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Holiday Traditions, An Outsider’s Perspective


This morning, APW editor Maddie told about incorporating her partner into her personal family Christmas traditions. You probably cried your eyes out right? Because I totally did. Achem. Now her husband Michael is here to talk about the experience from his perspective. His lesson is an important one. Building a family together is almost never easy and almost always emotional (and slightly baffling). But if you put in the work? Worth every second.Holiday Traditions, An Outsiders Perspective | A Practical Wedding

Growing up, my family had a very simple set of family traditions. If it was a holiday, we went to my Grandmother’s house, bringing the entirety of my mother’s smallish side of the family together. It was simple and got the job done and there were never any questions as to what we would be doing for any given holiday except for whether or not there would be peas. When Maddie and I first started dating, I began to catch glimpses of a much more hectic and disorganized mash-up of family traditions. She would spend her holidays running from one relative’s house to another, trying to see every one while trying to sort through, what seemed like, an ever changing compilation of traditions that could crop up at a moment’s notice.

Holiday Traditions, An Outsiders Perspective | A Practical Wedding

Now, as many people are aware, Maddie has quite the colorful family tree, which leads to this chaotic array of families all trying to spend quality time with each other. Over the years I have slowly joined Maddie in this mad dash from place to place and family to family. Through it all I have begun to see the small traditions that take place no matter how crazy the holiday schedule becomes. One of those traditions was something that stood out as really special, but which at first I didn’t quite get.

Maddie had a younger sister who passed away from cancer before we met. This was, of course, devastating to the whole family. I wasn’t around when it happened and never knew Stephie, but shortly after Maddie and I began dating, I became included in a family tradition that revolved around her.

Holiday Traditions, An Outsiders Perspective | A Practical Wedding

It was always hard for me to grasp the gravity of the loss because I had never gone through anything that even approached such an event in my own family. So I felt doubly the outsider, being new to the family and also new to what seemed to be a deeply emotional and personal tradition. But here’s the thing—this isn’t a sad tradition. It is extremely upbeat, where everyone gathers together not just to remember but, more so, to spend time together and appreciate everything they still have and the people who are still here. Christmas Eve morning starts off at McDonalds, and then on to the cemetery to decorate the two pine trees growing next to Stephie’s grave.

Holiday Traditions, An Outsiders Perspective | A Practical Wedding

There is usually a lot of laughter and catching up, with the dogs running around and the kids usually throwing a football. At some point everyone is wrangled together and gets to share something they are thankful for. There usually are some ducks that are accosted by either children or dogs at some point too.

Holiday Traditions, An Outsiders Perspective | A Practical Wedding

I can’t really express how much I have come to appreciate this little tradition, which before understanding I had been reluctant to attend. It solidifies all the things I love about my in-laws and has helped to bring me closer to them in a way that wouldn’t be possible otherwise. But this is what building your new family foundation is all about, isn’t it? It can be confusing, hard to navigate, and sometimes you might feel like an outsider, but in the end it’s so worth it for the things you gain—for the things I’ve gained.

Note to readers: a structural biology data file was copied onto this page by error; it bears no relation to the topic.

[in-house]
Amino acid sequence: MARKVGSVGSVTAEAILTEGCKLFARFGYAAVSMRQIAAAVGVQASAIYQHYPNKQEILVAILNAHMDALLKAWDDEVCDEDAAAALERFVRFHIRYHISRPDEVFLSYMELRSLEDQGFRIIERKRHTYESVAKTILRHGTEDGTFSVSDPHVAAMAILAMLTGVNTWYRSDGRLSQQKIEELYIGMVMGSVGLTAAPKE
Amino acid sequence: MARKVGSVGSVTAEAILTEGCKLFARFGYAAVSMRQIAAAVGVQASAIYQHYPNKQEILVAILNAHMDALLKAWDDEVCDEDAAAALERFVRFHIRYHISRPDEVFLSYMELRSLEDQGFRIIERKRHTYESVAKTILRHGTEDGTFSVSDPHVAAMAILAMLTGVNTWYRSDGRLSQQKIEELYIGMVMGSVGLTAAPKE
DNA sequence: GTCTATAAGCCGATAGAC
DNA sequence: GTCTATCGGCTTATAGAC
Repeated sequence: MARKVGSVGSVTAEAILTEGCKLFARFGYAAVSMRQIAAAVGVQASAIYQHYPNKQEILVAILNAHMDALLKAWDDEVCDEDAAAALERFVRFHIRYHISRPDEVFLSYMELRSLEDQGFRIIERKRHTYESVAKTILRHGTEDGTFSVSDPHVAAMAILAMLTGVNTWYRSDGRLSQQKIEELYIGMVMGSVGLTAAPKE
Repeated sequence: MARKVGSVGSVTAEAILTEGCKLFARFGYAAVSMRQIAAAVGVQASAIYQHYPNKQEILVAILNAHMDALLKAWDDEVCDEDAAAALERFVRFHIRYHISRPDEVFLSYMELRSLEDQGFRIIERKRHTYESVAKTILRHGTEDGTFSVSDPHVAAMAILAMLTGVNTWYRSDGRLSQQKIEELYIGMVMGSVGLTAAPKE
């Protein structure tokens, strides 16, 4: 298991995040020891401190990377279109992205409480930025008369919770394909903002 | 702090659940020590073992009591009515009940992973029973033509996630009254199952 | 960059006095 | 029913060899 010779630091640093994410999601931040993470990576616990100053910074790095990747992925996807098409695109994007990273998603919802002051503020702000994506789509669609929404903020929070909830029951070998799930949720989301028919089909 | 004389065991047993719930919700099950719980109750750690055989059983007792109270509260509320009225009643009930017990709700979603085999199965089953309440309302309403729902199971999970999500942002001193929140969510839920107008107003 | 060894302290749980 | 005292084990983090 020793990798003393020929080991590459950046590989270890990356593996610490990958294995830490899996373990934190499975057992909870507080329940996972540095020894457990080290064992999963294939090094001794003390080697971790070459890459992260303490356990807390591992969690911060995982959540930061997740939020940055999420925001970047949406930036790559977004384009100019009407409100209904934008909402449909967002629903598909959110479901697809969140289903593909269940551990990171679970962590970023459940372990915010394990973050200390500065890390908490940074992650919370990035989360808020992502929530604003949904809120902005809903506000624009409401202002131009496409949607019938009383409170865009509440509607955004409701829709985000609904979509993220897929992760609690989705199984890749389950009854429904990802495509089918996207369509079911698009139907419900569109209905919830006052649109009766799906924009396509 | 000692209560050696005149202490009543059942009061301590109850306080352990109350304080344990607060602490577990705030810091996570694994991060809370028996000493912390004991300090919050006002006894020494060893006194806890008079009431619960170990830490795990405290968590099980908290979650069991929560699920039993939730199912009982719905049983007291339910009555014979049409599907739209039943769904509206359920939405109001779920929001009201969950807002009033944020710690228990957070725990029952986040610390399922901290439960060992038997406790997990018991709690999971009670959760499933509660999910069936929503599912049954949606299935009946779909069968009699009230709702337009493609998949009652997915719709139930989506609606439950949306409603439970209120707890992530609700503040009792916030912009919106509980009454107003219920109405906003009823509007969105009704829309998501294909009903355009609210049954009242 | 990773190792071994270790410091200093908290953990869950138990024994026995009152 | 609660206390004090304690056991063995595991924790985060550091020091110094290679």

Photos by: Maddie’s Personal Collection

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  • http://www.cheerleaderforlove.com genevieve dreizen

    wonderful, michael! it’s so important and awesome to be reminded of the fact that sometimes when we ask our SOs to events which maybe wouldn’t be their number on choice, it can turn out to be something really special for them.

    • http://unexpected-moments.blogspot.com/ Sheryl

      On the flip side, as a person coming into some events that are very foreign, or socially different from my own comfort zone, it’s very lovely to hear how those events can grow to be meaningful and special over time, even if our relationship with the tradition is that of coming in after things are already established.

      • http://lillight.wordpress.com Jennifer Lyn

        I agree with this.

  • mimi

    “It can be confusing, hard to navigate, and sometimes you might feel like an outsider, but in the end it’s so worth it for the things you gain”

    Read more: http://apracticalwedding.com/2011/12/newlywed-holiday-traditions-loss-compromise-assimilation/#ixzz1gcuNrUt1

    Seems like this idea should be at the heart of every baby family. Thanks so much for sharing your perspective!

    • http://www.koruwedding.com Koru Kate {Koru Wedding}

      That was my favorite line too. Such a wonderful post!

  • Chris Bergstrom

    I love that you both shared your side of this tradition. You and Maddie are an inspiration to me!

  • http://midwestlantern.blogspot.com/ Midwest Melissa

    Nice story! On Christmas Eve in chilly Wisconsin, my inlaws have us all put on swim suits and go down water slides with the nieces and nephew at an indoor waterpark. The first time I was like, “You have GOT to be kidding me!” Twice now, I have dreaded this, and each time it’s ended up being really fun.

    Since getting married, now my Christmas preparations include wrapping presents and a flurry of last-minute leg-shaving :).

  • http://breannajai.tumblr.com breannajai

    It’s awesome that we got this from both perspectives. Other families traditions almost always seem a little strange from the outside, I think.

  • http://suburbaliciousliving.blogspot.com Lauren

    I’m not sure why I cried at this post and not Maddie’s, but I loved hearing both sides of this.

    • Kinzie Kangaroo

      It’s the same for me. I definitely teared up, but maybe it’s because Michael’s post reminded me of what Donnie must go through every time we go to dive in to one of my family’s insane traditions… It made me appreciate so much more what he goes through because of me, and for me. What a special post.

  • http://www.meanestlook.com Sara